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Writing a Cost Benefit Analysis

written by: N. Plowman • edited by: Michele McDonough • updated: 10/24/2014

Writing a cost benefit analysis can be relatively easy, but ensuring it is accurate and thorough is much more difficult. This article identifies the steps necessary for private business owners and project managers to create an effective cost benefit analysis.

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    What Is a Cost Benefit Analysis?

    Is the cost worth the projected return? A cost benefit analysis is used to evaluate the total anticipated cost of a project compared to the total expected benefits in order to determine whether the proposed implementation is worthwhile for a company or project team.

    If the results of this comparative evaluation method suggest that the overall benefits associated with a proposed action outweigh the incurred costs, then a business or project manager will most likely choose to follow through with the implementation.

    Generally speaking, a cost-benefit analysis has three parts. First, all potential costs that will be incurred by implementing a proposed action must be identified. Second, one must record all anticipated benefits associated with the potential action. And finally, subtract all identified costs from the expected benefits to determine whether the positive benefits outweigh the negative costs.

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    Identifying Costs

    The first step is to identify and quantify all costs associated with a proposed action. In order to successfully identify all potential costs of a project, one must follow the subsequent steps.

    1. Make a list of all monetary costs that will be incurred upon implementation and throughout the life of the project. These include start-up fees, licenses, production materials, payroll expenses, user acceptance processes, training, and travel expenses, among others.
    2. Make a list of all non-monetary costs that are likely to be absorbed. These include time, lost production on other tasks, imperfect processes, potential risks, market saturation or penetration uncertainties, and influences on one’s reputation.
    3. Assign monetary values to the costs identified in steps one and two. To ensure equality across time, monetary values are stated in present value terms. If realistic cost values cannot be readily evaluated, consult with market trends and industry surveys for comparable implementation costs in similar businesses.
    4. Add all anticipated costs together to get a total costs value.
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    Identifying Benefits

    The next step is to identify and quantify all benefits anticipated as a result of successful implementation of the proposed action. To do so, complete the following steps.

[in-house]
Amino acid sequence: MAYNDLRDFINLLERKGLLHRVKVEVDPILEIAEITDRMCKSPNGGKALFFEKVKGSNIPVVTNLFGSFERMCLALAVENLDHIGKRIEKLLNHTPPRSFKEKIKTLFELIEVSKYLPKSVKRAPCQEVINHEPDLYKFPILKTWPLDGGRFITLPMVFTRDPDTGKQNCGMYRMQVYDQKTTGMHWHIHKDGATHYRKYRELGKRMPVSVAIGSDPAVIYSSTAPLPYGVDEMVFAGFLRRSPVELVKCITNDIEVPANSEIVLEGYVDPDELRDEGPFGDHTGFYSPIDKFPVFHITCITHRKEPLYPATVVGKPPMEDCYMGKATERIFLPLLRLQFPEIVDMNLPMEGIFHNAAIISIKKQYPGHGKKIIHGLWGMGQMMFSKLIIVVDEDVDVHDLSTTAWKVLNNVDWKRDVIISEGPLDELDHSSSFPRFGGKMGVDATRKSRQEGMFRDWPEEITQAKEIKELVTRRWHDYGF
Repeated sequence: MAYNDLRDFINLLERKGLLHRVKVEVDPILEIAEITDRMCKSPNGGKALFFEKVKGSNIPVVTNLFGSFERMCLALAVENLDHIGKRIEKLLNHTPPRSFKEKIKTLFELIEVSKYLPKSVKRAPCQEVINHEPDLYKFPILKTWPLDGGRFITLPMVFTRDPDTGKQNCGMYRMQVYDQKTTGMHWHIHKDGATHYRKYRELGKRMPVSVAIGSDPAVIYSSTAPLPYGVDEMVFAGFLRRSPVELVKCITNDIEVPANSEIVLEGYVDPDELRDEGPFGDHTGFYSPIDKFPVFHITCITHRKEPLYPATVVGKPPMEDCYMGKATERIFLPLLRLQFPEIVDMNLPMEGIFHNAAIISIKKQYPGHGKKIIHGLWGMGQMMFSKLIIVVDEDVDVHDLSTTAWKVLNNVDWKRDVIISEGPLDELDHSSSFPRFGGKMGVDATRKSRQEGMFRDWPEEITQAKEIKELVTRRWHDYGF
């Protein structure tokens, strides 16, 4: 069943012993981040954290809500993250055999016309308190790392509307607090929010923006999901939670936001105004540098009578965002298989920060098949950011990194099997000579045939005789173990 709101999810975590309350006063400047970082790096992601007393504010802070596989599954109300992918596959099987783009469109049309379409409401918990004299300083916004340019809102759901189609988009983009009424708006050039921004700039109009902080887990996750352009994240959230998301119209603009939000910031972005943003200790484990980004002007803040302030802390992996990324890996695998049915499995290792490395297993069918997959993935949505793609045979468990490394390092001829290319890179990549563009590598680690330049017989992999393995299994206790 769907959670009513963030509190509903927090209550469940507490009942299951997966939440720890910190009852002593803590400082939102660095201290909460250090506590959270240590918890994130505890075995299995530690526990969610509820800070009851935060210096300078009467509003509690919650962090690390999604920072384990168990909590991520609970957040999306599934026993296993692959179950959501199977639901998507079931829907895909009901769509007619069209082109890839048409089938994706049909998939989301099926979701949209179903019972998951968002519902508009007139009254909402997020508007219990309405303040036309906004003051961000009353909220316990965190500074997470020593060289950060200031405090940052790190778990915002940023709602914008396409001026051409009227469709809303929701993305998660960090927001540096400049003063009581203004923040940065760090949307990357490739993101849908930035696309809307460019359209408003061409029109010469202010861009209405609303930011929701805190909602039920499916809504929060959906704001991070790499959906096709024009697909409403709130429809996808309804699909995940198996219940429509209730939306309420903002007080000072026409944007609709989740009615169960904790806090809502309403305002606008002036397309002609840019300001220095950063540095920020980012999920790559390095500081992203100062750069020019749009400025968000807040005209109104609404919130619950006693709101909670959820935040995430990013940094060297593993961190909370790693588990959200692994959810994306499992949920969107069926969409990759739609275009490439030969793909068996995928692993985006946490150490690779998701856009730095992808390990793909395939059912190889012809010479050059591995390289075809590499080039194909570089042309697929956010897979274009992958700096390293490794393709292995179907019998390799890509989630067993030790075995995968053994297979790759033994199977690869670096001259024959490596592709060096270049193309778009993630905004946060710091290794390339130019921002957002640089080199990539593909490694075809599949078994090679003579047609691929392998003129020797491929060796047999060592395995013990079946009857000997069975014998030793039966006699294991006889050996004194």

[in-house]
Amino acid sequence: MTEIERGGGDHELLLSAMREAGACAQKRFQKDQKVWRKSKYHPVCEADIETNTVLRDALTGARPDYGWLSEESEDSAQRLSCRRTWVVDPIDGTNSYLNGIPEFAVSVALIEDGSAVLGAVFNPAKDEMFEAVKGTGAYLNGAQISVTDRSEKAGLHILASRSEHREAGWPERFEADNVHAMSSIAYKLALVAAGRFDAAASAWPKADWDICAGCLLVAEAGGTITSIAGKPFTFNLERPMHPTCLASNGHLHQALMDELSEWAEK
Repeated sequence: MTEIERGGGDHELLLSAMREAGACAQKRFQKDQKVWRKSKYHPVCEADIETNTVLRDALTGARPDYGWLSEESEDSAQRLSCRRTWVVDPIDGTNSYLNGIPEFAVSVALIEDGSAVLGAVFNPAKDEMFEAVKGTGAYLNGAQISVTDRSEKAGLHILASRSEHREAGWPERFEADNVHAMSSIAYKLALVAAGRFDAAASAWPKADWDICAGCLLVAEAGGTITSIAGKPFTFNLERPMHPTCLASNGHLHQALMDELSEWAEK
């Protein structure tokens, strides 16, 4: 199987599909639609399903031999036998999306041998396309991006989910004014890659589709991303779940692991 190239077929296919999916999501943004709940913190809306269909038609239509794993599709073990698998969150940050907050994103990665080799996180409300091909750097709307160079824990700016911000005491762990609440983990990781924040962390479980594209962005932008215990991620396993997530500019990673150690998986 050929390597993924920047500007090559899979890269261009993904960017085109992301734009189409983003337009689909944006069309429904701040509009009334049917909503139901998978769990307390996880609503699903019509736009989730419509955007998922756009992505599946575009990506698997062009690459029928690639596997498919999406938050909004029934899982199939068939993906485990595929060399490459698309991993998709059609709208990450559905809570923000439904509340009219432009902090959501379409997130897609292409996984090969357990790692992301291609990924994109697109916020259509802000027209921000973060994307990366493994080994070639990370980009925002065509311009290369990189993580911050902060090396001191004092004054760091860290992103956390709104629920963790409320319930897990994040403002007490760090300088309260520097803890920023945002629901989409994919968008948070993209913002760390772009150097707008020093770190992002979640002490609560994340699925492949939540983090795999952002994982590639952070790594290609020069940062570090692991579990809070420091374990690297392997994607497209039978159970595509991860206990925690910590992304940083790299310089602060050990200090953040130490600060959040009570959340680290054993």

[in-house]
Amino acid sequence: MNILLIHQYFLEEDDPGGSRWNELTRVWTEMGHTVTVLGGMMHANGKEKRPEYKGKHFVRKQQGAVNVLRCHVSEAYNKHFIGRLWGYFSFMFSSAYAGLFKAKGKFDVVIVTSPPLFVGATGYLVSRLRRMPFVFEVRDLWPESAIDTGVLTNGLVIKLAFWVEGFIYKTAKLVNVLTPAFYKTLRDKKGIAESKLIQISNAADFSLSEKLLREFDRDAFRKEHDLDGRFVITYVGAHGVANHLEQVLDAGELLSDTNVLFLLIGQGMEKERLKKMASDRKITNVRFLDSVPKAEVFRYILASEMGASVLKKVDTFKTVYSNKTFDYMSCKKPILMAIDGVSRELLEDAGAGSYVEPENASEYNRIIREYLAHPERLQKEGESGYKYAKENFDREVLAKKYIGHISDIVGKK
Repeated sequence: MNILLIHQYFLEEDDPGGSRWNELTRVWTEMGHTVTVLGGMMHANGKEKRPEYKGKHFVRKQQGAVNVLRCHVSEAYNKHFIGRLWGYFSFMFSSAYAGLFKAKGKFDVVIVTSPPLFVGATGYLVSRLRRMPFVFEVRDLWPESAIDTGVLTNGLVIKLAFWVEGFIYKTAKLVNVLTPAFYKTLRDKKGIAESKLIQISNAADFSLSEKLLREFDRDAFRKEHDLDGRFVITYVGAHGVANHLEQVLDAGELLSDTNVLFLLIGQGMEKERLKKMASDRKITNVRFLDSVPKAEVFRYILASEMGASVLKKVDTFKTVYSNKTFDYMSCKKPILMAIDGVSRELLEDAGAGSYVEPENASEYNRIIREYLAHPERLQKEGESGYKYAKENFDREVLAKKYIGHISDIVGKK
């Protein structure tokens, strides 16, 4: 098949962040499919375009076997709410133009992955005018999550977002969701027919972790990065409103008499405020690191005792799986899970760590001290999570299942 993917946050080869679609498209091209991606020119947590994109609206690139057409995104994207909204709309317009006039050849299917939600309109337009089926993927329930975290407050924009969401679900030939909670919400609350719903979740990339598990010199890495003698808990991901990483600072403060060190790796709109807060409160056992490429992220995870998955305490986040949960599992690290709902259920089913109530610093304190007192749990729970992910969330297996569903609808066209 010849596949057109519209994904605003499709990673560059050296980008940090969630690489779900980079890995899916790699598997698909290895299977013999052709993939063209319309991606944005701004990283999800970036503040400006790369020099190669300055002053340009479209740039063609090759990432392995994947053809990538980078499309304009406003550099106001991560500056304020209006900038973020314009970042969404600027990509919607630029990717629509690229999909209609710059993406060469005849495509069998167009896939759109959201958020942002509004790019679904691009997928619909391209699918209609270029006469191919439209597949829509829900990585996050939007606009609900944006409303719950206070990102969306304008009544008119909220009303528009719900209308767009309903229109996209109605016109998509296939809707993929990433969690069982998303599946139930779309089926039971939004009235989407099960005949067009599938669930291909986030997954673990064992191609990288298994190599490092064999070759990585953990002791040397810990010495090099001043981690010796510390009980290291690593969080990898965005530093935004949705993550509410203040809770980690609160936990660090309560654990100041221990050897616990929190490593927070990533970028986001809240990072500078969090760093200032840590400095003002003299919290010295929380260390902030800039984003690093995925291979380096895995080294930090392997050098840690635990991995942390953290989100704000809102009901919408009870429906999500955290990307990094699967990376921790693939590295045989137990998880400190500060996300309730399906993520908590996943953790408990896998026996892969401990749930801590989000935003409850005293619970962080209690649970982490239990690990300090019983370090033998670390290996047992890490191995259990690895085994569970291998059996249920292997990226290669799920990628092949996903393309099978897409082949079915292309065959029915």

1. Make a list of all monetary benefits that will be experienced upon implementation and thereafter. These benefits include direct profits from products and/or services, increased contributions from investors, decreased production costs due to improved and standardized processes, and increased production capabilities, among others.
    2. Make a list of all non-monetary benefits that one is likely to experience. These include decreased production times, increased reliability and durability, greater customer base, greater market saturation, greater customer satisfaction, and improved company or project reputation, among others.
    3. Assign monetary values to the benefits identified in steps one and two. Be sure to state these monetary values in present value terms as well.
    4. Add all anticipated benefits together to get a total benefits value.
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    Evaluate Costs and Benefits

    The final step when creating a cost benefit analysis is to weigh the costs and benefits to determine if the proposed action is worthwhile. To properly do so, follow the subsequent steps.

    1. Compare the total costs and total benefits values. If the total costs are much greater than the total benefits, one can conclude that the project is not a worthwhile investment of company time and resources.
    2. If total costs and total benefits are roughly equal to one another, it is best to reevaluate the costs and benefits identified and revise the cost benefit analysis. Often times, items are missed or incorrectly quantified, which are common errors in a cost benefit analysis.
    3. If the total benefits are much greater than the total costs, one can conclude that the proposed action is potentially a worthwhile investment and should be further evaluated as a realistic opportunity.
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    Downloadable Template

    Performing a cost benefit analysis is a valuable way to weigh the pros and cons of implementing a proposed action. A cost benefit analysis that has thoroughly identified and realistically quantified all costs and benefits is an accurate way to determine whether an opportunity is worth a company’s time and energy.

    Download a free Cost Benefit Analysis template here.